Naranne (reasonandmusic) wrote,
Naranne
reasonandmusic

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An Interesting Thought

In regards to Harry Potter and J. K. Rowling's intention to label lycanthropy as a representation of people in real-life with mental illnesses and disabilities, or (not specifically stated by Rowling), homosexuals.



I was explaining my thoughts on this as pertaining to my scifibigbang fic to my mother, who pointed out that a werewolf is a very poor choice for this. Her reasoning was that a werewolf, whether s/he likes it or not, does turn into something very, very nasty once a month (providing that s/he hasn't taken Wolfsbane, of course) -- someone with a mental illness or disability, or a homosexual, has no inherent violence/nastiness. Or, rather, they have no inherent violent tendencies because of their illness, disability, or sexual preference.

Thinking about the issue in this light almost paints Rowling as subtly saying that there is something inherently wrong about these people. Admittedly, I've never thought of Rowling's approach to lycanthropy in this way, but maybe I'm too involved with the characters themselves. I think that Rowling definitely should have picked a better target -- an elf, maybe, or a centaur? A creature/person that has no inherent violence, whether under their control or not, but which society by and large still mistrusts, fears, or is suspicious of. However, I still think that werewolves, on a whole, are a good candidate, despite this slightly worrying take on things.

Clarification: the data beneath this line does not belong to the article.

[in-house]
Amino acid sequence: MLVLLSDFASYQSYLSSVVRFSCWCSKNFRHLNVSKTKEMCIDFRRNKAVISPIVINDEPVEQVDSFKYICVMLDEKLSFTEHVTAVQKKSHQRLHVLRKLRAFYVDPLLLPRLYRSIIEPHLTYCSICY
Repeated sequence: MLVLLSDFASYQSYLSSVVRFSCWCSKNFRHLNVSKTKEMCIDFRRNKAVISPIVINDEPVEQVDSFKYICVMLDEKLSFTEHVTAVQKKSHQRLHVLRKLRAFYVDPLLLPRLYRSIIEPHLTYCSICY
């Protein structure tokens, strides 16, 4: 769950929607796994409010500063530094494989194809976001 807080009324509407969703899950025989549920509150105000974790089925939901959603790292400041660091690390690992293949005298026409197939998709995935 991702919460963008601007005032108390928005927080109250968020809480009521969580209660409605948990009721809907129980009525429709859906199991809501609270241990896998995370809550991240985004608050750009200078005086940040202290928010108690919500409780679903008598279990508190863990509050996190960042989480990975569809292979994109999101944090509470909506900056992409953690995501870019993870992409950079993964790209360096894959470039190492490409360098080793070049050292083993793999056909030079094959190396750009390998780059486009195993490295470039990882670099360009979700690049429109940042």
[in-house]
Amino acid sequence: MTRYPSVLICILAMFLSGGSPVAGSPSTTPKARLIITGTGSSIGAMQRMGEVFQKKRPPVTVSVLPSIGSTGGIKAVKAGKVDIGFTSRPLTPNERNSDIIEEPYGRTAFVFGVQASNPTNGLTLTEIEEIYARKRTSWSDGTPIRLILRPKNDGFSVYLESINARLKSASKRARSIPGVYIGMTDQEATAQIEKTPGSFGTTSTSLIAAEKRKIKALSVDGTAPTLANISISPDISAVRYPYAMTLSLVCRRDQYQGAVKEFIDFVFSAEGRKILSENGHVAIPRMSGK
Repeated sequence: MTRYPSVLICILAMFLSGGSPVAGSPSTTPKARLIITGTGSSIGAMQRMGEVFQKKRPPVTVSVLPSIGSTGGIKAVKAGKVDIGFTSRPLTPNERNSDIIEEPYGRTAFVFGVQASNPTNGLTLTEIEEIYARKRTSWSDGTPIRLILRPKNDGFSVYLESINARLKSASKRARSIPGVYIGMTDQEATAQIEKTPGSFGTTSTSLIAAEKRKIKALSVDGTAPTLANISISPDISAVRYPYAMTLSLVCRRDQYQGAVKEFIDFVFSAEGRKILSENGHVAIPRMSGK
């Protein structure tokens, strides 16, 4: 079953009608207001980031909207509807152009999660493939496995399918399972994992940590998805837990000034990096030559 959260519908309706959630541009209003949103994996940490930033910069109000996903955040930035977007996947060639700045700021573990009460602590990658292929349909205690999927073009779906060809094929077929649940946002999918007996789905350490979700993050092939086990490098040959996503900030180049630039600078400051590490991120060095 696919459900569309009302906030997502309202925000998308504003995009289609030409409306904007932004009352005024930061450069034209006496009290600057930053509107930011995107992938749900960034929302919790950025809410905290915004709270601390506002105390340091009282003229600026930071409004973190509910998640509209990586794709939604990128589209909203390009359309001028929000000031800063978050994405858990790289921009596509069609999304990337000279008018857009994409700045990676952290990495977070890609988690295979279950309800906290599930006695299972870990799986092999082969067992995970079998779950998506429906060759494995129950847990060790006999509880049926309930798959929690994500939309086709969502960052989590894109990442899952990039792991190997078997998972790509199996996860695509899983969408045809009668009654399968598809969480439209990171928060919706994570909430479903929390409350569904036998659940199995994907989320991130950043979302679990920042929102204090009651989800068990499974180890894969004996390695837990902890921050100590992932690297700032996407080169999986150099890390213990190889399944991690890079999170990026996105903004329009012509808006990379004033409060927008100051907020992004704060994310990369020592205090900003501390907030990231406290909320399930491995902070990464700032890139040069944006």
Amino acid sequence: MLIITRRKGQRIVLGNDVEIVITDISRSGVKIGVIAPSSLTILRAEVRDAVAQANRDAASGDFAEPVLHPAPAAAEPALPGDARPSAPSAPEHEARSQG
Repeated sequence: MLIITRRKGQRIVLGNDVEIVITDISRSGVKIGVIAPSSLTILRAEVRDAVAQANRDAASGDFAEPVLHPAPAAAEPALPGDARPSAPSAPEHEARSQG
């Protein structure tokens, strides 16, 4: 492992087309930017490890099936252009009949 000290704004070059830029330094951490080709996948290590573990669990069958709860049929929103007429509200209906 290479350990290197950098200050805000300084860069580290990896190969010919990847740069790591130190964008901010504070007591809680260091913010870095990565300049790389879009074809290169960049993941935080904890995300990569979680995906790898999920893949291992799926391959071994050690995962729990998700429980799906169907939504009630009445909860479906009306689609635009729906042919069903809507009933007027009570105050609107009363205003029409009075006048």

My reasoning for this is that I choose to believe Rowling intends the comparison to be made on the grounds that a werewolf doesn't get to choose whether or not they're afflicted (generally -- I have my suspicions about Fenrir Greyback, but that colours the issue dramatically), much as a homosexual or a sufferer of an illness or disability doesn't choose their situation. Additionally, choosing an elf or centaur would not necessarily highlight illness or disability, but perhaps racism, sexism or other prejudice of that manner. Which also makes me think that this is the reason that Rowling has not specifically said that lycanthropy (Lupin's, specifically) is a representation of the treatment of homosexuals by certain aspects of society.

Anyway -- thoughts?

That was ridiculously rambly, I do apologise.
Tags: book: harry potter, brainstorming, meta, randomness
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